Sunday, October 9, 2016

CONFLICTS: No Clearance, No Cash?

From the California Lawyer, Kate G. Kimberlin and Jessica R. MacGregor, two lawyers at Long & Levit focused defending lawyers published an excellent overview for anyone who believes that getting paid is much better than the alternative: "Fee Disgorgement (Special Credit): Attorneys who fail to disclose conflicts to clients may lose their right to collect fees—and may have repay fees already collected." --
  • "In the Sheppard Mullin case [Sheppard, Mullin, Richter & Hampton, LLP v. J-M Manufacturing (2016) 244 Cal.App.4th 590], the appellate court found that a law firm’s failure to adequately disclose a conflict of interest between two existing clients was sufficient to deny the firm $3.8 million in fees billed for more than a year of work in a litigation matter."
  • "Attorneys in California risk disgorgement or forfeiture of their fees where they have engaged in violations of the Rules of Professional Conduct. However, California has no bright-line rule for determining whether a particular rule violation will result in disgorgement or forfeiture.  Rather, it is a question which must be addressed on a case-by-case basis.  It is therefore important to understand the cases on this subject and avoid the types of misconduct which the courts have highlighted as a basis for denial of fees."
  • "The last time the California Supreme Court offered its views on the subject of fee forfeiture was in Huskinson & Brown v. Wolf (2004) 32 Cal.4th 453. There, the Court observed that an attorney may be denied fees as a result of a violation of the Rules of Professional Conduct, but recognized that disgorgement is reserved for those cases in which the attorney violated 'a rule that proscribed the very conduct for which compensation was sought, i.e., the rule prohibiting attorneys from engaging in conflicting representation or accepting professional employment adverse to the interests of a client or former client without the written consent of both parties.' Huskinson & Brown, 32 Cal.4th at 463 (citing Jeffry v. Pounds (1977) 67 Cal.App.3d 6 and Goldstein v. Lees (1975) 46 Cal.App3d 614)."
  • "Three years after Huskinson & Brown, the Court of Appeals sought to further clarify matters in Mardirossian & Assoc., Inc. v. Ersoff (2007) 153 Cal.App.4th 257. There, an attorney agreed to represent two clients in litigation. Prior to taking the representation, the attorney identified various potential conflicts of interest which might arise.  Both clients signed separate, comprehensive documents consenting to the attorney’s joint representation despite the identified potential conflicts. When the attorney sought his fees from one of the clients, however, the client argued that the attorney should be prohibited from recovering fees because there had been an actual (rather than just potential) conflict of interest at the inception of representation in violation of Rule 3-310(C). The trial court ruled against the client, finding that, at most there had been a potential conflict of interest."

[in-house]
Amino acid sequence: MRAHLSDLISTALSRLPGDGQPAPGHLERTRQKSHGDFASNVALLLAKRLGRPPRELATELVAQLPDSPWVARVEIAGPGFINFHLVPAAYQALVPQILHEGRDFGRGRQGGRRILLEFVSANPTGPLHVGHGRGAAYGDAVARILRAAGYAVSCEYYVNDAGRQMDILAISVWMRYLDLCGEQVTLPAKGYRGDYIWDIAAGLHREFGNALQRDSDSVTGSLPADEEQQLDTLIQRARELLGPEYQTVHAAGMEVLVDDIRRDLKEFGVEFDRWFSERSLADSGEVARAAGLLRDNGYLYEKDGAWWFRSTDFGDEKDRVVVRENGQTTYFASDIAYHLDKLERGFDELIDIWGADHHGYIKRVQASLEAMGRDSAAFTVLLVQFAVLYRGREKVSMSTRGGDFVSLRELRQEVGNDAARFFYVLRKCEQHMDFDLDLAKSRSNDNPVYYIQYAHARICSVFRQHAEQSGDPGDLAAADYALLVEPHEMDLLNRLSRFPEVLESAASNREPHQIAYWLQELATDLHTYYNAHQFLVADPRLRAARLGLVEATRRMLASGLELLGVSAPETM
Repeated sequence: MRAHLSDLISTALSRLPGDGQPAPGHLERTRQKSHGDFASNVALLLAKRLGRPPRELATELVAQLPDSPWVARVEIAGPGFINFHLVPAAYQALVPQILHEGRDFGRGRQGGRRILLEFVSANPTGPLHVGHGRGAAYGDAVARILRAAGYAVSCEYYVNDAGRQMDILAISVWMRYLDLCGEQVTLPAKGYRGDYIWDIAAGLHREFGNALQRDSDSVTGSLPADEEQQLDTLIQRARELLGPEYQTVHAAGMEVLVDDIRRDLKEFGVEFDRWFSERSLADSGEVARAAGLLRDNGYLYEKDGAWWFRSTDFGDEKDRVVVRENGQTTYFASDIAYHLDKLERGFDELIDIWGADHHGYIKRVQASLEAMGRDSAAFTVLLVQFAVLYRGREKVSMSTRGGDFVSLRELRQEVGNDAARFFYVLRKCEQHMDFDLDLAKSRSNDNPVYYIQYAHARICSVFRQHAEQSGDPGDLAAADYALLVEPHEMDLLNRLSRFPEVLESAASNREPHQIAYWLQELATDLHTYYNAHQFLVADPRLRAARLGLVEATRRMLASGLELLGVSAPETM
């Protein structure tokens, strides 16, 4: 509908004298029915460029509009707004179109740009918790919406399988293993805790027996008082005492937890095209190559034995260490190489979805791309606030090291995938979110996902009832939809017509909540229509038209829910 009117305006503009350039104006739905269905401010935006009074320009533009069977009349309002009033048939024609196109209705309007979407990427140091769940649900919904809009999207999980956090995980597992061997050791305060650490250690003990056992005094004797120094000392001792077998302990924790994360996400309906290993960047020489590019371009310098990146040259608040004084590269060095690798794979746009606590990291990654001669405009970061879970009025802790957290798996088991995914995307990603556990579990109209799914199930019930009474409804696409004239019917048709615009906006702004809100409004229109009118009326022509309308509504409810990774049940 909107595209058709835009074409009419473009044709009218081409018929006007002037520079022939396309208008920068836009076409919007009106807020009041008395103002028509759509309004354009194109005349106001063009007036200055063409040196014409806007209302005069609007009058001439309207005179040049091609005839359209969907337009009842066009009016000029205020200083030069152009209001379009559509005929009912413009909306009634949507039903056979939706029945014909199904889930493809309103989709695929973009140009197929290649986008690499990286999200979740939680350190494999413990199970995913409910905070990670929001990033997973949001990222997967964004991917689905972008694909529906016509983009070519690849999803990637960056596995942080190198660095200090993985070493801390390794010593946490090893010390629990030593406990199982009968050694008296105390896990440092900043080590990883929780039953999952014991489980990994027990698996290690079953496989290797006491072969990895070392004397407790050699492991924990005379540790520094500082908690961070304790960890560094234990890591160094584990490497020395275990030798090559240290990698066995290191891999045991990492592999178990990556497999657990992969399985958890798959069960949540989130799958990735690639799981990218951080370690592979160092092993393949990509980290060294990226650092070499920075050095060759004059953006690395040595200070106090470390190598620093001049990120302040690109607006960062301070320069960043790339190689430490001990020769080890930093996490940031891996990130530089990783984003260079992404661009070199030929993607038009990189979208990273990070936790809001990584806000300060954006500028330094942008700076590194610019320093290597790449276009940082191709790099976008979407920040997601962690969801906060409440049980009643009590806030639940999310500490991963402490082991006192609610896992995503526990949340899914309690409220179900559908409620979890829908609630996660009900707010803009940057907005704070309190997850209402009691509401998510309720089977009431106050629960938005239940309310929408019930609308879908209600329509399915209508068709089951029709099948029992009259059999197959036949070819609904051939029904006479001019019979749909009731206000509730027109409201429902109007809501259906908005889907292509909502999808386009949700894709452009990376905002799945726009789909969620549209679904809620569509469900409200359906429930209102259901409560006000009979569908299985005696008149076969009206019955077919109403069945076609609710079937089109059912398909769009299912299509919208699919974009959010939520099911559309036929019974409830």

• "Four years after Mardirossian, the court of appeal issued its decision in Fair v. Bakhtiari (2011) 195 Cal.App.4th 1135... In Fair, the attorney and clients entered into multiple real estate business arrangements over a ten-year period.  When the attorney sought to collect fees owed to him, the client alleged that the attorney had violated RPC 3-300, which prohibits attorneys from entering into business transactions with their clients without first obtaining the client’s informed, written consent. The trial court found that the attorney failed to comply with rule 3-300 because he had never disclosed his potential conflict of interest or obtained his clients’ written consent to the actual conflicts that arose in the course of their business dealings.  Id. at 1135.  As a result of the attorney’s rule violation, the trial court denied the attorney the ability to recover his outstanding fees on a quantum meruit theory."
  • Though not referenced in the Supreme Court’s 2004 Huskinson & Brown opinion, the courts of appeal often cite to Cal Pak Delivery, Inc. v. UPS, Inc. (1997) 52 Cal.App.4th 1, to answer the question of whether an attorney must forfeit all, or only a portion, of the fees earned as a result of a conflict of interest.  In Cal Pak, class counsel "admitted he had offered to sell out his client and the class which the client was seeking to represent for a payment to himself personally of approximately $8 to $10 million dollars." Despite the admittedly egregious conflict between the attorney and his clients, the court of appeal acknowledged that the attorney may have a 'right to recover fees for services rendered before his breach of duties to his client.'"
  • "Regardless of the eventual Supreme Court ruling in Sheppard Mullin, attorneys practicing in California would do well to examine their fee agreements, as well as their active litigation and transactional matters, to ensure there are no underlying potential or actual conflicts which have not been properly disclosed or documented with the clients’ written consent.  Precedent teaches a powerful lesson:  Failure to diligently follow the rules for disclosing such conflicts can be costly."

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